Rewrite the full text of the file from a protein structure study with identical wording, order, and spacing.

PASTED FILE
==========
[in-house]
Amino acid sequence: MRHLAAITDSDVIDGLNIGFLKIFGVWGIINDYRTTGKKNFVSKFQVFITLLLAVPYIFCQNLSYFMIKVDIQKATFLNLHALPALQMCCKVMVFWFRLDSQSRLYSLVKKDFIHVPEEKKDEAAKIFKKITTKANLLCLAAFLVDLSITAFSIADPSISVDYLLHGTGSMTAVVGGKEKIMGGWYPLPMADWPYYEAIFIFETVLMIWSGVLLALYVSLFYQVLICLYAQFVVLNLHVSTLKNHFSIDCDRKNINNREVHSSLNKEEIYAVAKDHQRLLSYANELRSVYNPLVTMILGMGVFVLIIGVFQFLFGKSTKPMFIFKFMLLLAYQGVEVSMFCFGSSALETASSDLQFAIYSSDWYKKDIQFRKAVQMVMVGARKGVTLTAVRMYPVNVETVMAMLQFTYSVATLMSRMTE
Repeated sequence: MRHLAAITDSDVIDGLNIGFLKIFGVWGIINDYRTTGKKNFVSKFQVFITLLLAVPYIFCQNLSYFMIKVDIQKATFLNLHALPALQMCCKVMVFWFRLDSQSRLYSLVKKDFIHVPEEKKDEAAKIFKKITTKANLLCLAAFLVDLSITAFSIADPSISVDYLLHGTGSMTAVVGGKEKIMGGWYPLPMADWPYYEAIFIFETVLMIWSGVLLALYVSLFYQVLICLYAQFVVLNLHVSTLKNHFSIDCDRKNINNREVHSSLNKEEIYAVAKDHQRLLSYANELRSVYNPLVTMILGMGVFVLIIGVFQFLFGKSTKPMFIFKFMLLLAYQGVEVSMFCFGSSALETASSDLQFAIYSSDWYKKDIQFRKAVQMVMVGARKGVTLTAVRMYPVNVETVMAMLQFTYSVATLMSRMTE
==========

[in-house]
Amino acid sequence: MRHLAAITDSDVIDGLNIGFLKIFGVWGIINDYRTTGKKNFVSKFQVFITLLLAVPYIFCQNLSYFMIKVDIQKATFLNLHALPALQMCCKVMVFWFRLDSQSRLYSLVKKDFIHVPEEKKDEAAKIFKKITTKANLLCLAAFLVDLSITAFSIADPSISVDYLLHGTGSMTAVVGGKEKIMGGWYPLPMADWPYYEAIFIFETVLMIWSGVLLALYVSLFYQVLICLYAQFVVLNLHVSTLKNHFSIDCDRKNINNREVHSSLNKEEIYAVAKDHQRLLSYANELRSVYNPLVTMILGMGVFVLIIGVFQFLFGKSTKPMFIFKFMLLLAYQGVEVSMFCFGSSALETASSDLQFAIYSSDWYKKDIQFRKAVQMVMVGARKGVTLTAVRMYPVNVETVMAMLQFTYSVATLMSRMTE
Repeated sequence: MRHLAAITDSDVIDGLNIGFLKIFGVWGIINDYRTTGKKNFVSKFQVFITLLLAVPYIFCQNLSYFMIKVDIQKATFLNLHALPALQMCCKVMVFWFRLDSQSRLYSLVKKDFIHVPEEKKDEAAKIFKKITTKANLLCLAAFLVDLSITAFSIADPSISVDYLLHGTGSMTAVVGGKEKIMGGWYPLPMADWPYYEAIFIFETVLMIWSGVLLALYVSLFYQVLICLYAQFVVLNLHVSTLKNHFSIDCDRKNINNREVHSSLNKEEIYAVAKDHQRLLSYANELRSVYNPLVTMILGMGVFVLIIGVFQFLFGKSTKPMFIFKFMLLLAYQGVEVSMFCFGSSALETASSDLQFAIYSSDWYKKDIQFRKAVQMVMVGARKGVTLTAVRMYPVNVETVMAMLQFTYSVATLMSRMTE